By Stephen Young
By Stephen Young
By Stephen Young
By Jim Schutze
By Rachel Watts
By Lauren Drewes Daniels
It was 1976.
"Well, here it is, the moment I've dreaded and feared all year, the moment that I have to capsulize four years in 100 pages or less," he wrote in the inside cover of my book. "I guess I could call it The Agony and the Ecstasy. But that would be mild...
"Time has passed. All wounds are healed, and we coexist peacefully on the same planet. It wasn't always so. But our friendship has at times been as deep as it has been stormy. And it leaves me with a feeling like going to the bottom of the ocean and returning with a pearl. Because I journeyed into your soul, a harrowing journey, and came back undamaged but enriched..."
(Be kind. Remember, this was high school in the Barry Manilow era.)
"But this is now, and that was then--and we must look back now and then to see the pain of growing up," he continued. "You, my dear, were one of the biggest of those pains! But you also helped me grow up, and I thank you...
"Keep Kool, live long and prosper (and all that other bullshit) and don't forget the one who loved you."
Even today, I can still see Carboni slapping the yearbook shut, handing it back to me, and loping away--shoulders slouched, thumbs hooked tenaciously into the pockets of his jeans, big black tennis shoes pointed outward, almost Chaplinesque.
I figured we'd see each other again. We didn't.
Last week, I went looking for him.
There is no good reason to try and find Ray Carboni.
I am happily married. I have three children. I have a job, a new TV, a life. I don't have time to read a magazine, let alone go off on some wild tear, looking for a guy to whom I haven't given more than a passing thought in 20 years.
It's true that I tend to jump into things on impulse and then, at the sight of the first obstacle, become downright obsessed with them. I am especially attracted to challenges where the goals appear entirely unattainable and the missions themselves have no apparent merit whatsoever.
There was, for example, the time I spent four days tracking down a worthless gearhead who sideswiped my husband's parked car and booked without a trace. When I finally found him, in an apartment he'd only lived in for 48 hours, he threatened to shoot me, but settled, charitably enough, for calling me a "goddamn piece of shit."
The Hunt for Ray Carboni is, by comparison, entirely reasonable.
It began last March as the smallest germ of an idea. On a trip back East for my brother's wedding, my husband had flown back to Dallas while I had stayed on to visit my sister in Greenwich, Connecticut--the town next to Stamford, where I went to high school. Driving there in the rental car, with my kids asleep in the back seat, I decided to take a detour and do the nostalgia tour--to the old house, the old school, the old greasy spoon where I had been a waitress. While circling my high school, I remembered that my old friend Ray Carboni lived just a few streets over. Wouldn't it be fun to knock on the door, say hello to his parents, and ask how Ray was doing?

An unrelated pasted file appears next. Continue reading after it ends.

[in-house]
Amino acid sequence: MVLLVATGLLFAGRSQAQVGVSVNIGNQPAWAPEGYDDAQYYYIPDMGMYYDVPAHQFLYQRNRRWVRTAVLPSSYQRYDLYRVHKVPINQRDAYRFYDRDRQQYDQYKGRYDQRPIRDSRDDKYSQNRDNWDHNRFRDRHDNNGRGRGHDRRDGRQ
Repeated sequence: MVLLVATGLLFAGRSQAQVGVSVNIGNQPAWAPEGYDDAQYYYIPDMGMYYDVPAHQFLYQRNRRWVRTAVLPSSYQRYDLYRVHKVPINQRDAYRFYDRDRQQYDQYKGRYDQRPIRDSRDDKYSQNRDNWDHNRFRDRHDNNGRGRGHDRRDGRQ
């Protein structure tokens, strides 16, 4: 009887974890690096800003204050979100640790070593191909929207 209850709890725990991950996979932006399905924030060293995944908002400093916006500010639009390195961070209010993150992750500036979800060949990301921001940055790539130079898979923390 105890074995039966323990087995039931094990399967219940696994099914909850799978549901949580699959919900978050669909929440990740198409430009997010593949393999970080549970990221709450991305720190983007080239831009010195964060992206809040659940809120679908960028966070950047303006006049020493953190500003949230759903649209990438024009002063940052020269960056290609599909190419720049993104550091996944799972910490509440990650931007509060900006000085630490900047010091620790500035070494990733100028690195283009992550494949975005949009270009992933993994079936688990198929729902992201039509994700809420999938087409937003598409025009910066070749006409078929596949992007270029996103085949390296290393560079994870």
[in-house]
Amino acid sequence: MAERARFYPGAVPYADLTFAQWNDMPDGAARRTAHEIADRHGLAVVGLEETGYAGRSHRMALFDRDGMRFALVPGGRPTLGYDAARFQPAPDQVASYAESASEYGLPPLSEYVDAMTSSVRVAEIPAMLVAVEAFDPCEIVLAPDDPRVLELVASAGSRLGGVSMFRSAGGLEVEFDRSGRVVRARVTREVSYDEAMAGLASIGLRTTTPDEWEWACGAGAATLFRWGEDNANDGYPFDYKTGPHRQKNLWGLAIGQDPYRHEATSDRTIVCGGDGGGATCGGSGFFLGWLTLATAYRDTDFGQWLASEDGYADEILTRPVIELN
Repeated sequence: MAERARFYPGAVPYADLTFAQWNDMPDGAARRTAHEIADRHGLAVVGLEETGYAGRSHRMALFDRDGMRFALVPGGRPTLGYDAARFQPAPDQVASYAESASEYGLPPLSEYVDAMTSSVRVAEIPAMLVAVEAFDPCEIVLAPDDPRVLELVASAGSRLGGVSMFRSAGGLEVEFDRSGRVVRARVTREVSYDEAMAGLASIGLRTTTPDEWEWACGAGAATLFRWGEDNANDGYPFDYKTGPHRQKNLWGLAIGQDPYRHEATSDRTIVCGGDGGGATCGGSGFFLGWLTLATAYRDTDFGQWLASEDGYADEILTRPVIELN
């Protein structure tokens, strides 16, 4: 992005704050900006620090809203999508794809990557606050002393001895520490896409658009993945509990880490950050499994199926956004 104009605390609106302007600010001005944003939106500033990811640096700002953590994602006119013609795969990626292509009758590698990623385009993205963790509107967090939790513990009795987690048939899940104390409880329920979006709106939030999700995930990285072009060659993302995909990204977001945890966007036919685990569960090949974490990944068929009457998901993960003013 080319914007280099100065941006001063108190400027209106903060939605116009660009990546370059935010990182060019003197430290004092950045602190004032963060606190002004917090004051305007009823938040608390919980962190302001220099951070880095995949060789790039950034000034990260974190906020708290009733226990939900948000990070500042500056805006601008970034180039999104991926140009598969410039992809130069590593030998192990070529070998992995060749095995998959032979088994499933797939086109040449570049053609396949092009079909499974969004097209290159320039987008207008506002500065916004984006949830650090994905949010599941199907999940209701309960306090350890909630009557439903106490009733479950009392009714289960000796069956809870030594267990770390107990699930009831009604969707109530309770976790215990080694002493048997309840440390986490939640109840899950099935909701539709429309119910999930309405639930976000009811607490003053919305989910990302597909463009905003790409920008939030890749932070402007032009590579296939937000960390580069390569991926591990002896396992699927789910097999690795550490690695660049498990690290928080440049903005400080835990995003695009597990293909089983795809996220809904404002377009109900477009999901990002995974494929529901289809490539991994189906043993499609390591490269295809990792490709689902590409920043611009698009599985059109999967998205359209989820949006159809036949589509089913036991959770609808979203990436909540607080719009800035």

Try as I might, though, I couldn't find the Carbonis' house--or anyone who even remembered the family. I drove on and didn't give it another thought--until seven months later. That's when I received an invitation to my 20-year high-school reunion from an outfit that described itself as "professional class-reunion planners." For $54 a person, the letter stated, the Rippowam High School Class of '76 would get the following: a "buffet dinner, disc jockey, classmember search, memory book for each classmember, and other costs associated with conducting a successful reunion." Liquor and class photo not included.
The "classmember search" consisted of a one-page enclosed list of 107 former students who were "missing in action"--roughly a third of our graduating class. "We are looking for these classmates and welcome your help," the form letter stated. "Our search is ongoing and will continue until the night of the reunion."
Yeah, right--big, serious manhunt. Some of the names on the list were badly misspelled, and one poor guy had a new first name. One person on the list was an old girlfriend of mine whom I hadn't seen in eight years. I called her in New York, had a wonderful chat, then dutifully phoned in her address on the reunion company's 1-800 hotline.
That's when I noticed that Ray Carboni was on the list, too.
Carboni hadn't shown for the 10-year reunion--and what a party he missed. I'll never forget the shock I felt that night, walking into the biggest, tackiest Italian restaurant in Stamford, and finding complete and utter vindication. Near as I could tell, the cheerleaders and football players and studmeisters--the most grossly envied people in my senior class--had matured into 27-year-old, fat, chain-smoking divorcees on their second marriages. All the fringe players--the chess nerds, the tuba players, the severely pimpled--had blossomed into great-looking, college-educated, happily married or happily single young professionals.